Christmas Eve Sermon


A sermon preached at Lyonsville Congregational United Church of Christ on December 24, 2014 (Christmas Eve)

Psalm 96

Titus 2:11-14

In those days a decree went out from Emperor Augustus that all the world should be registered. 2This was the first registration and was taken while Quirinius was governor of Syria. 3All went to their own towns to be registered. 4Joseph also went from the town of Nazareth in Galilee to Judea, to the city of David called Bethlehem, because he was descended from the house and family of David. 5He went to be registered with Mary, to whom he was engaged and who was expecting a child. 6While they were there, the time came for her to deliver her child. 7And she gave birth to her firstborn son and wrapped him in bands of cloth, and laid him in a manger, because there was no place for them in the inn.

8In that region there were shepherds living in the fields, keeping watch over their flock by night. 9Then an angel of the Lord stood before them, and the glory of the Lord shone around them, and they were terrified. 10But the angel said to them, “Do not be afraid; for see—I am bringing you good news of great joy for all the people: 11to you is born this day in the city of David a Savior, who is the Messiah, the Lord. 12This will be a sign for you: you will find a child wrapped in bands of cloth and lying in a manger.” 13And suddenly there was with the angel a multitude of the heavenly host, praising God and saying, 14“Glory to God in the highest heaven, and on earth peace among those whom he favors!” 15When the angels had left them and gone into heaven, the shepherds said to one another, “Let us go now to Bethlehem and see this thing that has taken place, which the Lord has made known to us.” 16So they went with haste and found Mary and Joseph, and the child lying in the manger. 17When they saw this, they made known what had been told them about this child; 18and all who heard it were amazed at what the shepherds told them. 19But Mary treasured all these words and pondered them in her heart. 20The shepherds returned, glorifying and praising God for all they had heard and seen, as it had been told them.

– Luke 2:1-20


Sermon notes:

  1. During Advent we have been hearing some of the great old songs – songs found in the biblical book of Psalms. We have hears songs that correspond to the Advent candles we light: hope, peace, love, and joy.

Tonight we hear a new song. Christmas is a new song that God and the angels sing to all creation. Countless new songs have been written by grateful people in response.

I have always found it fascinating that, with all the songs that have been written during the course of human history, people still have a desire to write and sing new songs. New songs express new experiences, and new circumstances.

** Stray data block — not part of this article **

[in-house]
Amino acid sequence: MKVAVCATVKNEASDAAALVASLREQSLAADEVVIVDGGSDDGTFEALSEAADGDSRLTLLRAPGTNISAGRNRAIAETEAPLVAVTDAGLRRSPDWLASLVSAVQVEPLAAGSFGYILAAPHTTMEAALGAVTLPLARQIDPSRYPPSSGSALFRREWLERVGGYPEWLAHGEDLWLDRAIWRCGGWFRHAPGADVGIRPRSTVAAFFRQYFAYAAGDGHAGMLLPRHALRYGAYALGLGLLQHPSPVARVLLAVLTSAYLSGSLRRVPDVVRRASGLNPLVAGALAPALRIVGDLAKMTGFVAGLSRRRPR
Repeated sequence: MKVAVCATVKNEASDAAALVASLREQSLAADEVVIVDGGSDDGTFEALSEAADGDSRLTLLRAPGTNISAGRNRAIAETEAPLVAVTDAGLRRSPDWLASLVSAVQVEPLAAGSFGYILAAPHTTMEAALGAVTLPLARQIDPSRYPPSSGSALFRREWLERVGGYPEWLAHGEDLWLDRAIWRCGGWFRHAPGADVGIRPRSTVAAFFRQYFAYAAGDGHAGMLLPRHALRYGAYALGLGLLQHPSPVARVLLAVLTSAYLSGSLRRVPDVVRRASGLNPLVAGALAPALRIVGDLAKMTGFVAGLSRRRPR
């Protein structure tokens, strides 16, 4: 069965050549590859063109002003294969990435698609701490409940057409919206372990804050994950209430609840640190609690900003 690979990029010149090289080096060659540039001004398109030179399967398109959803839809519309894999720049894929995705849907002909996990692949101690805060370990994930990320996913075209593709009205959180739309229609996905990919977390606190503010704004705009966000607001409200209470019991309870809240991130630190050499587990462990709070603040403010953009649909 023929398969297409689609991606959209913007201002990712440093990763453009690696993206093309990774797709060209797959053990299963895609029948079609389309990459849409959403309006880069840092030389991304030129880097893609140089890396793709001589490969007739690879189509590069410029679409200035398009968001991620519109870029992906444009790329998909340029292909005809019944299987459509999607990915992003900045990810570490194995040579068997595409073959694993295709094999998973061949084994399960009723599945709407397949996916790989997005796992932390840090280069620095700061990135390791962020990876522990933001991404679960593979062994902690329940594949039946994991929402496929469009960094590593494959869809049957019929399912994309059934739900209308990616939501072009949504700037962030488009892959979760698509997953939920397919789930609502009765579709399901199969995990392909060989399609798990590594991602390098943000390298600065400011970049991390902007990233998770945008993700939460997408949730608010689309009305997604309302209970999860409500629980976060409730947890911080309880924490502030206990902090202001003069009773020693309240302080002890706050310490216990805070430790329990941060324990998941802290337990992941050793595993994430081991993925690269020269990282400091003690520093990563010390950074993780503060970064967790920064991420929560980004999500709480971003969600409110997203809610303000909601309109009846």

Not everyone likes new songs! Not everyone liked what God was doing in the birth of Jesus (story of Herod). But it is important to remember that every “old” song that we have come to love (like Christmas carols) was once a new song – which not everyone liked.

  1. This evening I would like to make a few comments about the story of Jesus’ birth – especially as it is recorded in the gospel of Luke. Some of you may be hearing this story for the first time. For others it may be familiar, but we may not appreciate the powerful significance of this story on folks who first heard it many centuries ago.

All births are miraculous – and memorable. I’m sure any of you who are parents can remember important moments during the birth of your children. We may not remember all the events of those days, but each one had significant events and moments. So it is with the birth story in Luke. The events that were remembered and recorded had great meaning and significance.

Important features of the story of Jesus’ birth:

  1. The place. Jesus was born in Bethlehem. His parents lived in Nazareth. Jesus grew up in Nazareth – a very unremarkable town. But Jews had come to believe that when the Messiah – the Savior – came, he would be from Bethlehem, where the great King David had come from. And so Luke records how this family – subject to the bureaucratic whims of the Empire – had to make a very inconvenient journey to Joseph’s ancestral town of Bethlehem. Even the powerful Emperor Augustus and Governor Quirnius – who thought they were in charge – were being used by God to fulfill God’s plans. Jesus – the kid from Nazareth – was born in Bethlehem.

But in a manger? A feeding trough for cattle? Sometimes, when you are poor, you have to make do with what is available. The Savior of the world came from very poor and humble origins.

  1. News came to shepherds…

Connection to David – who had been a shepherd of his family’s sheep, and of God’s people as king.

These were poor nobodies – doing important work, but hard and dangerous work that few people were willing to do. But God cared about them, and gave them a part to play in this great story.

  1. The angels sing glory to God. Not the emperor.

We love to give glory to Royals, film and TV and Reality TV stars (?), sports superstars, political stars. But the angels sing glory to God, made known in Jesus. This is One who is truly worthy of our worship and praise.

  1. God entered into our world – breaking down the wall between heaven & earth.

God is no longer safely confined to heaven, at our beck and call. Instead, God has entered into our world of home and family and relationships, business, law, politics – even our national defense. That is either very comforting, or very scary – depending on your perspective.

As one of those old, new songs puts it:

Veiled in flesh the Godhead see; Hail the incarnate(“in the flesh”) Deity,

Pleased in flesh with us to dwell, Jesus, our Emmanuel (which means “God with us).

Hark! The herald angels sing,  “Glory to the newborn King!”

(words by Charles Wesley, 1739)



Robert J. von Trebra


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